Following their 2 sold out singles and the outstanding Third Article EP, Drahla is set to release their first new music since signing to Captured Tracks. The commanding new 7" single "Twelve Divisions of the Day" features a B-side remix that strikes with just as much fervor as the original while leaving a different bite mark.
Third is the stunning third album by Nathan Salsburg, one of his generation's most gifted and idiosyncratic acoustic guitarists. It's been five years since his last solo record (Hard For To Win And Can't Be Won, 2013) - but not because he hasn't been playing guitar. In the intervening years he's backed up Joan Shelley on three releases and several hundred live dates; put out a collection of guitar duets with multi-instrumentalist James Elkington and teamed up with neighbor and fellow Louisvillian Bonnie "Prince" Billy on an EP. The original pieces on Third, his first strictly solo guitar record - no singing, no guests - all display a notable increase in confidence and ease, as Salsburg has quietly, persistently established a style marked by a depth and a complexity that are utterly his own.
Chicago punk band Negative Scanner return to the fray with their second long-player, the cheekily titled Nose Picker. Once again recorded by the band themselves in their Chicago practice pace, Nose Picker opens with a question; "Is there anybody there?", which acts as both a legitimate query as well as a rallying cry. Despite the darkness on the surface, Nose Picker has an unmistakable air of whimsy, and a sense of humor, punctuated by the very literal album cover, and by the sound of a toilet flushing at the album's closing. The past two years have seen the band step out of the Midwest DIY spaces and basement shows and tour the USA and Europe, support UK band Sleaford Mods on select dates in the UK and the USA and standing toe-to-toe with the underground's finest acts, including Sheer Mag, Protomartyr and more.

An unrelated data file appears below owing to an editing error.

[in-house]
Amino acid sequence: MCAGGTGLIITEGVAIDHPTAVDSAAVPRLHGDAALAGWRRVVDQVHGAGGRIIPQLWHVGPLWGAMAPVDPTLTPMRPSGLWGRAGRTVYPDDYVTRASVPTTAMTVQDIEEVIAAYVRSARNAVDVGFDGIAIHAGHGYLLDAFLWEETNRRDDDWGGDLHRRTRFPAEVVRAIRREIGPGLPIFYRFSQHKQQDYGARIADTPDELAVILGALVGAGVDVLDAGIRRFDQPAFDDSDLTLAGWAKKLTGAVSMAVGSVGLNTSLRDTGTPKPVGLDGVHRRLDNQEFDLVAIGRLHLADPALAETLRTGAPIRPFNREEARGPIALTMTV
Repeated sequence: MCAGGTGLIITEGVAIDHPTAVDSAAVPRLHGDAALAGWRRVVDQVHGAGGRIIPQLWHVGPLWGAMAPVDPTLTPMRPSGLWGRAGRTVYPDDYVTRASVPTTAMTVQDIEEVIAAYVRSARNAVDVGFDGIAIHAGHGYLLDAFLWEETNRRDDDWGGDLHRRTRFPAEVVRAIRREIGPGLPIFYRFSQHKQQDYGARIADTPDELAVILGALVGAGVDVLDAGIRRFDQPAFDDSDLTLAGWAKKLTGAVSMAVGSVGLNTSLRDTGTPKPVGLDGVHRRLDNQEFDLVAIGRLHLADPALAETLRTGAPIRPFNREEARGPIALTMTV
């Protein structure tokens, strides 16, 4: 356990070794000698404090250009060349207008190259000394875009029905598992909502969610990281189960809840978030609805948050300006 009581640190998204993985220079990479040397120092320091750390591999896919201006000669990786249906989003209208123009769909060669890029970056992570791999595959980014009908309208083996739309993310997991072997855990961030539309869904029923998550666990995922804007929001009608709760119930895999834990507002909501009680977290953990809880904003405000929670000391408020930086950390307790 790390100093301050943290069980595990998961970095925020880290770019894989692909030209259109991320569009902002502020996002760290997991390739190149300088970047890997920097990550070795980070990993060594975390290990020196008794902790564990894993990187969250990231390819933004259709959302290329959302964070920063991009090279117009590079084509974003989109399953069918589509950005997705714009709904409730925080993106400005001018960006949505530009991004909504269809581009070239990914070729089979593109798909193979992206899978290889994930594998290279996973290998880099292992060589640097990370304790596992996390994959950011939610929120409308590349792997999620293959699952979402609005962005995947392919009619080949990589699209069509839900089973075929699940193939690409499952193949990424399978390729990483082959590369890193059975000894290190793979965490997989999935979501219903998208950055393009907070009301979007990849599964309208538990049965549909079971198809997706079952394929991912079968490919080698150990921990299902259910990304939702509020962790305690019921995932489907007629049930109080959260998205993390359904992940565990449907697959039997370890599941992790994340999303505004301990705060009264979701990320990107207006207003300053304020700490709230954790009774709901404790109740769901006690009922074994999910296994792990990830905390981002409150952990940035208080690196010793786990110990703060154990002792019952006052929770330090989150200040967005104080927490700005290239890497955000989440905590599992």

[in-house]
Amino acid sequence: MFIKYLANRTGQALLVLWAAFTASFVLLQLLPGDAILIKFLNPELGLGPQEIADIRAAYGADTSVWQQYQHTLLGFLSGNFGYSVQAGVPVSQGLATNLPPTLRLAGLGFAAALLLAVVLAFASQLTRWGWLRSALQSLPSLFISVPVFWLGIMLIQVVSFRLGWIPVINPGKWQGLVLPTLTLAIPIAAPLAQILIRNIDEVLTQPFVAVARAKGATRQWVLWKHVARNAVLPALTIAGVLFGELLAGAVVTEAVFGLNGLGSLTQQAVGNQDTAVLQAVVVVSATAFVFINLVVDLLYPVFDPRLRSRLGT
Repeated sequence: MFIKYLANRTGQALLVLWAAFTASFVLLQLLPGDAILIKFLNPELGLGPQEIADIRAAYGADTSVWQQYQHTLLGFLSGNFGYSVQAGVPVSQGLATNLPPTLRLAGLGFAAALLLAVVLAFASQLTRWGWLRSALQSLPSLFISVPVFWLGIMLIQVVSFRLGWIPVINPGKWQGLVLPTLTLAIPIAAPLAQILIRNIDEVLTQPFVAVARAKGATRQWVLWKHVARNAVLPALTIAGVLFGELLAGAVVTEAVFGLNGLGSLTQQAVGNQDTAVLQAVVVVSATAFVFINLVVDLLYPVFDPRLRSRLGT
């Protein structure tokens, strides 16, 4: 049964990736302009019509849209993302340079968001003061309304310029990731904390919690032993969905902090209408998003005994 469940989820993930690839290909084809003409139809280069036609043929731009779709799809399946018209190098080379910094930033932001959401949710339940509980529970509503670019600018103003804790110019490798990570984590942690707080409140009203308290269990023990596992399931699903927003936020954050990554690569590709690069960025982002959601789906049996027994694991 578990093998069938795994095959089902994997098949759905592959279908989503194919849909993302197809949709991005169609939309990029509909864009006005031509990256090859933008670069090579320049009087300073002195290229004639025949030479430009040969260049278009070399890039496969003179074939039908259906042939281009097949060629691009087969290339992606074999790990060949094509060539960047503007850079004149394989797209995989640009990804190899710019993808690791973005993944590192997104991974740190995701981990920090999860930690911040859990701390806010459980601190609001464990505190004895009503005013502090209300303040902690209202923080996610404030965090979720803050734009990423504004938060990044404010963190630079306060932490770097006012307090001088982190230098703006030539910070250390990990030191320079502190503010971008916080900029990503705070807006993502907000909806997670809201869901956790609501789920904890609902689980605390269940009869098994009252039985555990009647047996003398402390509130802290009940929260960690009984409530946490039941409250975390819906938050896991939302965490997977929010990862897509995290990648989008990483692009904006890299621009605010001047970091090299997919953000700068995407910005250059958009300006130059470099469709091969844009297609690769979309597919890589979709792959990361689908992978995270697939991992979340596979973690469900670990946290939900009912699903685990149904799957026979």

The Optigan was a chord organ made by Mattel in the early 1970s that played back lo-fi sound loops on flexible LP sized discs, each disc containing optically encoded rhythm section grooves in a particular style of music (i.e. country, bossanova), along with drum loops and keyboard tones. Think of it as the 1970's version of GarageBand, where amateur artists could put together their own songs using loops of recordings by professional musicians. Optiganally Yours started in the mid 1990's when Pea Hix became obsessed with the magnificent Optigan. When Pea had the idea to start a band around these haunting sounds, his roommate Rob Crow chimed in and said "I'll be the singer, and the band will be called Optiganally Yours."After releasing two albums 1997's Spotlight On Optiganally Yours followed by Exclusively Talentmaker in 2000 Pea rescued the Optigan's original studio master tapes from a SoCal garage, and set out to assemble basic tracks from the thousands of loops and samples the tapes contained. Thus work began on a third album, O.Y. in HiFi."Several of these sessions never became discs, so Pea chopped them up, as you would with a real Optigan," says Crow. "And we wrote all these new songs using these materials, in addition to my guitar and voice of course. I think it's the best record I've ever done."